probability
P(X=a Xm = f(m),meD\{n})
Proof. Let
gb,C(a)=P(X=1 X. =b,X+ =c). (12.7)
...
P(XX = a o , X+ = a l , ... , X,,+n = ab) = ir(ao)p(ao, a, ) p(ab_ 1, ab). (12.8)
So, in particular, the condition (i) is satisfied; also see (2.9), (2.6), Prop. 6.1.
For m and n > I it is a straightforward computation to verify
Therefore, the condition (ii) holds for P. since condition (iii) also holds because
P is the distribution of a stationary Markov chain. Next suppose that P is a
probability distribution satisfying (i), (ii), and (iii). We must show that P is the
distribution of a stationary Markov chain. Fix an arbitrary element of S, denoted
as 0, say. Let the local structure of P be as defined in (12.7). Observe that for
each b, c E S. g( ) is a probability measure on S. Outlined in Exercise 1 are
the steps required to show that
q(b, a)q(a, c)
g(a) =q^z^(b ^) (12.10)
where
0 , (b)
q(b, c) = g (12.11)
g 9 (0)
and
q("+ '>
(b, c) = I q(b, a)q(a, c). (12.12)
aS
) (b, c) (c)
9(b, c) = q^" (12.15)
2 "u(b)
Let Q be the probability distribution of this Markov chain. It is enough to
166 DISCRETEPARAMETER MARKOV CHAINS
show that P and Q agree on the cylinder events. Using (12.13) we have for any
n 1,
(n)(a,, b)
(n) (a , ao)9(ao, a,) ... q(ar,, ar)q
_ P(Xn = a, Xn+r = b) q q(r+2n)(a, b)
aES bES
random variables defined on some probability space (f), .F, P). Given an initial
random variable X 0 independent of {E}, define recursively the sequence of
random variables {X": n > 0} as follows:
and le n s < c with probability I for some constant c. Then it follows from (13.5)
that
This implies that, with probability 1, Ib "E" +l l < c(Ibj6)" for all but finitely many
n. Since IbI b < 1, the series on the right side of (13.7) is convergent and is the
limit of Y".
It is simple to check that (13.8) holds if I bi < 1 and (Exercise 3)
The conditions (13.6) and (13.8) (or (13.9)) are therefore sufficient for the
existence of a unique invariant probability it and for the convergence of X. in
distribution to it.
As in (13.2), (13.3), {X"} is a Markov process with state space 68'" and transition
probability
Assume that
where Ixl denotes the Euclidean length of x in LRm. For a positive integer n > n o
write n = jn o + j', where 0 < j' < n o . Then using the fact IIB1B2II IIB1II IIB2II
for arbitrary m x m matrices B,, B 2 (Exercise 2), one gets
1
" ^ 1 P(i 1 I > cb") < oo for some 6 < II Bn0Il11n0 . (13.15)
It also follows, as in Example 1 (see Exercise 1), that no matter what the initial
distribution (i.e., the distribution of X 0 ) is, X n converges in distribution to the
distribution it of Y. Therefore, it is the unique invariant distribution for p(x, dy).
For purposes of application it is useful to know that the assumption (13.12)
holds if the maximum modulus of eigenvalues of B, also known as the spectral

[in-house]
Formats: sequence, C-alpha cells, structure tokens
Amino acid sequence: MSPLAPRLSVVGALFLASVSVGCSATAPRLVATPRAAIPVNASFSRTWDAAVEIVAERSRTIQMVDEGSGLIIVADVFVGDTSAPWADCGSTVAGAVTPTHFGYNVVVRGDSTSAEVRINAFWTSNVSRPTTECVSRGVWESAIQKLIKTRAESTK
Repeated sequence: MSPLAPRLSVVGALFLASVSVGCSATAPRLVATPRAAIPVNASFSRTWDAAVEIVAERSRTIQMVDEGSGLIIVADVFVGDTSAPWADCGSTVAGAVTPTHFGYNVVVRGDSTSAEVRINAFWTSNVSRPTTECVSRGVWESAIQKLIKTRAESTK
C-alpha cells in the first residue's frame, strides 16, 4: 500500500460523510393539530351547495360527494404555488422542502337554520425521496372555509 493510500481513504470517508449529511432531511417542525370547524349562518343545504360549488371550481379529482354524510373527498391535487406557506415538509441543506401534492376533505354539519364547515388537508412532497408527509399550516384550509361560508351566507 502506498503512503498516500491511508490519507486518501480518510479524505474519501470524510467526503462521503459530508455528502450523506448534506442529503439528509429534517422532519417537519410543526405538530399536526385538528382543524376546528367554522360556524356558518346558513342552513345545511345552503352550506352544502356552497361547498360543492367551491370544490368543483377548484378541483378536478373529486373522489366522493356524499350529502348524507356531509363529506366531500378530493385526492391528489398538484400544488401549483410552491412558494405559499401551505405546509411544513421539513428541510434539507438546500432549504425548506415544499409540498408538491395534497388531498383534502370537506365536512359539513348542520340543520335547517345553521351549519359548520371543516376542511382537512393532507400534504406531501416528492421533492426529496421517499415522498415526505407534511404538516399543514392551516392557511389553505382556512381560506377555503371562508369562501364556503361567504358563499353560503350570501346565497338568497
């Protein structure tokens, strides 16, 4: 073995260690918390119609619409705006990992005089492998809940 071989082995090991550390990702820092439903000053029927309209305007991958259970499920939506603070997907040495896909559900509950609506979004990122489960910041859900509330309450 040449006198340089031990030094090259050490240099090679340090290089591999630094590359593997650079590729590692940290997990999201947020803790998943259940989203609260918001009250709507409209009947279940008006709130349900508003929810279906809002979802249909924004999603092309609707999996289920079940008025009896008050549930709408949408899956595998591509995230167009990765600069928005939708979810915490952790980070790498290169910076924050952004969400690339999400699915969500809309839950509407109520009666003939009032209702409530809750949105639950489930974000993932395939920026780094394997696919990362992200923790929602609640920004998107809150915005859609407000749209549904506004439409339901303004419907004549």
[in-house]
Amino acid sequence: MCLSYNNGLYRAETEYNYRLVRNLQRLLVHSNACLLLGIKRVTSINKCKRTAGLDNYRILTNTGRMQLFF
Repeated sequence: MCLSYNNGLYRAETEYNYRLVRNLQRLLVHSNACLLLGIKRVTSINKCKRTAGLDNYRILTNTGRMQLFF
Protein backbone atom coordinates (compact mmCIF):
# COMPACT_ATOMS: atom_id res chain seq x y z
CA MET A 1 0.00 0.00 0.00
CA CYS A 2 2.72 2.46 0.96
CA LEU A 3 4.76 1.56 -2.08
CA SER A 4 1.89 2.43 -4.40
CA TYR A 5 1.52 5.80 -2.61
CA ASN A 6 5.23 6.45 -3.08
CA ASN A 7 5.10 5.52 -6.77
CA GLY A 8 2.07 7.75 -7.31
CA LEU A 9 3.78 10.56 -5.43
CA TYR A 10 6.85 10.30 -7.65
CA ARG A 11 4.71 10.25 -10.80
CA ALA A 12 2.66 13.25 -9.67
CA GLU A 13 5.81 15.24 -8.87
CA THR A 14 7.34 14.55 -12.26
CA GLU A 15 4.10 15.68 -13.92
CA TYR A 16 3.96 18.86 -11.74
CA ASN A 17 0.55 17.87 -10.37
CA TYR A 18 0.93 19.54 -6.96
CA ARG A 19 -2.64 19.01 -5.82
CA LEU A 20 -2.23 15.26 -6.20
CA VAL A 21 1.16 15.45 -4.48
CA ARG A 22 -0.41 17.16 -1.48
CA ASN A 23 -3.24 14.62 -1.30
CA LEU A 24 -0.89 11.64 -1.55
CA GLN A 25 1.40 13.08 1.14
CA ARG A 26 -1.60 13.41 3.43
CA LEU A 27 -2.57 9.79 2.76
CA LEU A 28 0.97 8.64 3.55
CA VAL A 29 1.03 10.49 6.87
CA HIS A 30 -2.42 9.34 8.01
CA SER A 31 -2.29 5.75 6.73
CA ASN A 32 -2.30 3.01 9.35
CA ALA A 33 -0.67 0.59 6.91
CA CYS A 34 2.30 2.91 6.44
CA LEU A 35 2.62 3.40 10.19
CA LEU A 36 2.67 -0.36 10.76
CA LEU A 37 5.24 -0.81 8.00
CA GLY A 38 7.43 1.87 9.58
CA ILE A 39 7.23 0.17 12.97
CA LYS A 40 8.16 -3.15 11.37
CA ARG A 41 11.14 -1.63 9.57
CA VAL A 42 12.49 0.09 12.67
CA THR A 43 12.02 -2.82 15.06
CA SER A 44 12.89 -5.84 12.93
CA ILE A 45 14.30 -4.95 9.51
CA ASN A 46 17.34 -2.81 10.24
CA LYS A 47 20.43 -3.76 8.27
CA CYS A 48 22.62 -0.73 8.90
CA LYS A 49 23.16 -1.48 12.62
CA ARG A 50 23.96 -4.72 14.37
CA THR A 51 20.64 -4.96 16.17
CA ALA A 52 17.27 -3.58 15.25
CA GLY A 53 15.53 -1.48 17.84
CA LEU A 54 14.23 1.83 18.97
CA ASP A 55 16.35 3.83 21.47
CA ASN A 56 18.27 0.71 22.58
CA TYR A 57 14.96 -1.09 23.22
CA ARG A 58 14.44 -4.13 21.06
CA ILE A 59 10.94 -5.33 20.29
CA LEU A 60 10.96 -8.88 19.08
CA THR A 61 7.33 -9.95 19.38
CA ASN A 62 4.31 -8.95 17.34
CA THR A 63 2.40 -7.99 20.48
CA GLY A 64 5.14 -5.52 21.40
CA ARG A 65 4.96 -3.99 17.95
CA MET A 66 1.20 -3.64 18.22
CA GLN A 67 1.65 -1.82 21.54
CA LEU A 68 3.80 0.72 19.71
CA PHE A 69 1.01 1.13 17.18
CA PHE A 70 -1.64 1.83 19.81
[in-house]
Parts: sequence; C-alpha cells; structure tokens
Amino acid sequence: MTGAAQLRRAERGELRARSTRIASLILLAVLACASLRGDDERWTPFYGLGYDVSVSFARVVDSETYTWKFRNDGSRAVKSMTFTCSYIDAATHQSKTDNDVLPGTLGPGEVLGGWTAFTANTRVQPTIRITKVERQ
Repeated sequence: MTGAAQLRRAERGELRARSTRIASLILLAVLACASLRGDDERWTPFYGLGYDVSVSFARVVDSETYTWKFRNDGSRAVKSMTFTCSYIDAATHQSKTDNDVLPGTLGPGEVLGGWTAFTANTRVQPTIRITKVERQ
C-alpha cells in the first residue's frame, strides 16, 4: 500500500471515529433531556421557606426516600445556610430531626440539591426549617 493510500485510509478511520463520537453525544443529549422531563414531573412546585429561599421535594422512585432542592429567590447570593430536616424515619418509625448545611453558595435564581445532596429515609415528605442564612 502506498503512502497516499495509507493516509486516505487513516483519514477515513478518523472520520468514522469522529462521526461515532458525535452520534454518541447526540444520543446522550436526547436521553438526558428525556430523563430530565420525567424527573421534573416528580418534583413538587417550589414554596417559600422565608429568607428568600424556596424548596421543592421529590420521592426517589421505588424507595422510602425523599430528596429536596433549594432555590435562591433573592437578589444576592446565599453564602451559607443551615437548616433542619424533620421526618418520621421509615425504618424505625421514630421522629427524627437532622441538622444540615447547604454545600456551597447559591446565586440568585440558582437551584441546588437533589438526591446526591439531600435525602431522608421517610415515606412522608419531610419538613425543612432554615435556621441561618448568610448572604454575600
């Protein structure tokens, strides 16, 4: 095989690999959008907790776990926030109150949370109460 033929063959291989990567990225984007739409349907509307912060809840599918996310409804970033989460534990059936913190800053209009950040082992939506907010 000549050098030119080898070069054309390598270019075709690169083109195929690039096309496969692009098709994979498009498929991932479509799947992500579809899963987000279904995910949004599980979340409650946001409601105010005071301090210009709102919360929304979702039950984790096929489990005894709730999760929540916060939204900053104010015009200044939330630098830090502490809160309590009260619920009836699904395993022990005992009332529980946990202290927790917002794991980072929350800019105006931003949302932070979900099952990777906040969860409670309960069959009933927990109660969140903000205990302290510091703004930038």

radius r(B) of B, is less than 1. This fact is implied by the following result from
linear algebra.
Proof. Let A,, ... , A m be the eigenvalues of B. This means det(B Al) =
(^ 1 A)(A2 A) * (Am A), where det is shorthand for determinant and I is
the identity matrix. Let A m have the maximum modulus among the A ; , i.e.,
J > Iiml then B Al is invertible, since det(B AI) 0. Indeed,
I'ml = r(B). If Al
by the definition of the inverse, each element of the inverse of B Al is a
polynomial in A (of degree m 1 or m 2) divided by det(B AI). Therefore,
one may write
where B,(0 < j < m 1) are m x m matrices that do not involve A. Writing
z = 1/A, one may express (13.18) as
170 DISCRETEPARAMETER MARKOV CHAINS
m1
(B AI)1 = (_)_m(1 /^1,)1.. .(1 )!mR)12m1 j=0
m1
= (1)mz(l .l,z) 1 ...(I .mZ) 1 I z m 1, Bj
j=0
Z Y a,, Z n) 1 Zm1jBj
(IZI < I2ml1 ). (13.19)
^ n=0 /0
To see this, first note that the series on the right is convergent in norm for
Izl < 1 /1111, and then check that termbyterm multiplication of the series I z k B k
by I zB yields the identity I after all cancellations. In particular, writing b;j'^
for the (i, j) element of B k , the series
X
zY_z k b; (13.21)
k=0
converges absolutely for Izl < 1/ B. Since (13.21) is the same as the (i, j) element
of the series (13.19), at least for Izl < I/IIBII, their coefficients coincide (Exercise
4) and, therefore, the series in (13.21) is absolutely convergent for Izl < IAm) '
(as (13.19) is).
This implies that, for each e > 0,
For if (13.22) is violated, one may choose Izl sufficiently close to (but less than)
1/I ; m l such that Iz^ k ' ) b'>l  co for a subsequence {k'}, contradicting the
requirement that the terms of the convergent series (13.21) must go to zero for
IZI < 1/IAmI
Now IIB k ll < m' 12 max{Ib>I: 1 < i, j < m} (Exercise 2). Since m l/21 ^ 1 as
k * co, (13.22) implies (13.17). n
Two wellknown time series models will now be treated as special cases of
Example 2. These are the pth order autoregressive (or AR(p)) model, and the
autoregressive movingaverage model ARMA(p, q).
p1
U+1 + 1
Un+p iln+p (n >, 0). (13.23)
i =0
0 1 0 0 0 0
0 0 1 0 .. 0 0
B:= . (13.27)
0 0 0 0 ... 0 1
). 1 0 0 0 0
0 ) 1 0 0 0
BA.(= ... .
0 0 0 0 ^ 1
Expanding det(B Al) by its last row, and using the fact that the determinant
of a matrix in triangular form (i.e., with all zero offdiagonal elements on one
side of the diagonal) is the product of its diagonal elements (Exercise 5), one gets
1
det(B AI) = (  1 p+1 ) (0 + 1A + ... + p ,; ,p 

A"). (13.28)
0+1A+ ...
+pI )pI Ap = 0 . (13.29)
Finally, in view of (13.17), the following proposition holds (see (13.15) and
Exercise 3).
Proposition 13.1. Suppose that the roots of the polynomial equation (13.29)
are all strictly inside the unit circle in the complex plane, and that the common